Well, this is something I’m still trying to define, and it seems to take its own shape every day! I started my blog as a way to simply share experiences on the go. As a channel for me to express myself openly because I really had no close friends. Since starting it properly in 2017, it’s become a medley of travel information, spirituality, environmental awareness campaigns (primarily organising plastic clean-up drives), drug awareness, as well as lifestyle topics. I’m basically using my platform to share content that means something to me, whilst also making use of the numbers to create change in society. If I would summarise in a couple of words, the main purpose of my blog has always been to share my internal voice.
5. Tell us something about your most memorable travel experience.
Where do I begin? Literally, every day for me is incredibly memorable. There have been so many ups and downs, crazy moments, synchronous instances and surprises, it’s now pretty much just a norm. But I’ll share with you a turning point I can now look back and think of in my solo travel journey; significantly, stepping from the alone into the expansive oneness.
It was 2017 and I landed in Jakarta with little idea of where I was going to go. I had done a tons of research about Java but hadn’t made any plans. At the airport, hardly anyone spoke English. I opened my laptop and picked out a place which seemed to be close by and also natural. Bandung. Somehow, I landed upon this local van going there with an Indonesian driver, and three Indonesian men in the back. “How long now?” I’d ask him, and he would just make a hand symbol indicating five minutes. Literally not a word of English and I had no internet either. Maybe four hours later, we rolled up into Bandung – where I ran off into a recognisable hotel to get internet and figure out where I was.
I found a hostel, got a taxi, and made my way to McDonald’s because all the food around there wasn’t vegetarian. Fries. I hate fries. But that day, I loved them so much. Because they were familiar. They were safe. And though I can’t say there has been any one major travelling turning point, when I look back at that one week I spent there, mostly sleeping in overnight buses and struggling on my own, I realise how easy it all is for me now. I hardly think about it, going to an unknown location by myself and actually feeling pretty damn good in the process. I love it. I’ve had tons of bad moments as a solo traveller just by myself, but through all of these experiences I’ve emerged the ridiculously strong and self-assured person that I am today.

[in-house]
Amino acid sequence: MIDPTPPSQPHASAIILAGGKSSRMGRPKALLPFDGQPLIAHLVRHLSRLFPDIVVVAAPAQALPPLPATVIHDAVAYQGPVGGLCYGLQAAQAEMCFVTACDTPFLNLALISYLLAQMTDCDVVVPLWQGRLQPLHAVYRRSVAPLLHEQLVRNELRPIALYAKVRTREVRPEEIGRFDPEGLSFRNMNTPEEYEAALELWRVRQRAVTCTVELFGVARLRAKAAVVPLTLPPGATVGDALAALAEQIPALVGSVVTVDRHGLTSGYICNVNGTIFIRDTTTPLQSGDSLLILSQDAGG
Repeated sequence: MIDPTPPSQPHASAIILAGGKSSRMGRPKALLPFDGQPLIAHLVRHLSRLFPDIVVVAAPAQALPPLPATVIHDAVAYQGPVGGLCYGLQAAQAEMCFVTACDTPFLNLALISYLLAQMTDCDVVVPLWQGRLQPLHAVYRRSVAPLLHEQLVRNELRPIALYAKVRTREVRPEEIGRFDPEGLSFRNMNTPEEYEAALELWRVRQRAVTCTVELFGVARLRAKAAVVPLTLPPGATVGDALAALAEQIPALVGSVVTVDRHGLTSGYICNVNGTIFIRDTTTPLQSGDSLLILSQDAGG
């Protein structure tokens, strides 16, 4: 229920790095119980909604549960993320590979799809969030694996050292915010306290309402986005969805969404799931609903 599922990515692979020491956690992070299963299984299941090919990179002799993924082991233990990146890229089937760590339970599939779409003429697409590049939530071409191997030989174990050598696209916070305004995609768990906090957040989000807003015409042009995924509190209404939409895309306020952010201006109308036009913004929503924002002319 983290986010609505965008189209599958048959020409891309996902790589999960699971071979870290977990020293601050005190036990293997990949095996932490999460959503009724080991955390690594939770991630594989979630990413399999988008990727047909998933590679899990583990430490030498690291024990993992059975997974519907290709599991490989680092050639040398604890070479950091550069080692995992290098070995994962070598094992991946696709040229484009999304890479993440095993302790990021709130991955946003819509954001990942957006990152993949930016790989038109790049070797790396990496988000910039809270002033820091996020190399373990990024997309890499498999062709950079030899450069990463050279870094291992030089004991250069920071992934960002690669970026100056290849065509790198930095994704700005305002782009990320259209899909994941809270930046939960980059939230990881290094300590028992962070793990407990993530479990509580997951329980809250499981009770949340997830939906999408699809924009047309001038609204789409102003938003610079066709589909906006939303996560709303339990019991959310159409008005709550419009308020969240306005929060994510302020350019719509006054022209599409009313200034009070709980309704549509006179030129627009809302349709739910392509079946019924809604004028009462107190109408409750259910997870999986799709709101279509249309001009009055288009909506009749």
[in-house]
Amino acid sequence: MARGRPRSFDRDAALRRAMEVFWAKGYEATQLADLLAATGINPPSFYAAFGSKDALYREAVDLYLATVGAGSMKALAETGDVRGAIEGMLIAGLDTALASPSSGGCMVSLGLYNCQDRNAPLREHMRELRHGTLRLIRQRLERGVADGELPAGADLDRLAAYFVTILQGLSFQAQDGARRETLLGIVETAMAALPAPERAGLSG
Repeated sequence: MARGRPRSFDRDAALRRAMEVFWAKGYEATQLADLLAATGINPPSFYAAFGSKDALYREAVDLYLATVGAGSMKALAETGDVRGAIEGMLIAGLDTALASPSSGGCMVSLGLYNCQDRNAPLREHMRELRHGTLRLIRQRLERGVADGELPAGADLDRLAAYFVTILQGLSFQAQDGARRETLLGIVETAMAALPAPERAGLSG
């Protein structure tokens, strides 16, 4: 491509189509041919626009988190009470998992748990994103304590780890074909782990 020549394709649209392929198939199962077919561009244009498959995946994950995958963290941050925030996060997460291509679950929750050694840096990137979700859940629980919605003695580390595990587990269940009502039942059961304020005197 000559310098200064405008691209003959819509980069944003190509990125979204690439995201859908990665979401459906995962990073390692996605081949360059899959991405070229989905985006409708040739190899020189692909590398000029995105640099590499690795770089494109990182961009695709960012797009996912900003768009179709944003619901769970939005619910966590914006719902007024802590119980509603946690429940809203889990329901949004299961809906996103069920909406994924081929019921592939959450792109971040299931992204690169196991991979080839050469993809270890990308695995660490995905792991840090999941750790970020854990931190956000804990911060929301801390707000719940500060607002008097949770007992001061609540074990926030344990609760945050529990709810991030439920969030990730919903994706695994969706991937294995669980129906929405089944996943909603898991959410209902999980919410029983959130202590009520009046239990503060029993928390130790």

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For a year and a half, I’ve been taking it kind of slow, with travel. I’ve become more relaxed about how long I stay somewhere and what I do. There are more than a few days where I don’t care about actually going out and travelling, but rather spending the whole day in a coffee shop, staring out at the road. And I’ve been like this in Canggu, as well. It’s been slow. Apart from a few trips to Ubud, I haven’t explored much of the island, like I’ve done in the past. Like two years ago when I couldn’t even drive (still can’t) and hit a bunch of waterfalls and temples getting taxis and hitchhiking on my own. I miss that feeling. The thread has been unravelling for so long, that I’ve reached a point where I think it needs to tighten again. I want my high enthusiasm back. I want my fast life. I want to be engaged in activity, work on the road, and still do all the crazy things and see all the crazy places that I used to make the central focus of my life. We all need balance in life, but somehow my pattern of life has seen me finding an equilibrium through extremes. Too much activity, and now, way too little. I’m hoping now that the pendulum is going to converge in the middle, and stay there. . Have you also experienced prolonged travel fatigue? Share a comment below.
6. If you hadn’t taken the road to travel, what would you have been doing now?
Had I continued on the conventional path, I would have most probably completed a Ph.D. in Economics or working in research. But after joining my dream research job for about two months, it was utterly clear to me that I only ever wanted to work for myself. That I would only be truly satisfied if I was building something with my own hands and expressing my activity in the world without any external restriction.
7. As a woman travelling solo, what hardships do you face during your travels?
When it comes to bad experiences on the road, hardly any of them actually relate to anything sexual. Of course, I’ve had the odd person here and there touch me inappropriately, I’ve had a couple of guys try to follow me. None of that was more distressful for me than the general experience (at the beginning of my travel journey) or being utterly alone when no one understands you, when your parents don’t support you, and then being kicked down by the outside world. The majority of solo travel struggles I’ve faced have been in India, and also Hawaii when I did my “How I travelled without money for 5 days” YouTube video – which was one of the lowest points of 2018 for me. As a woman, I think some of the greatest hardships are actually internal. They are so ruthlessly emotional. Believing in yourself and being your own best friend through whatever the rest of the world is doing has been the greatest asset.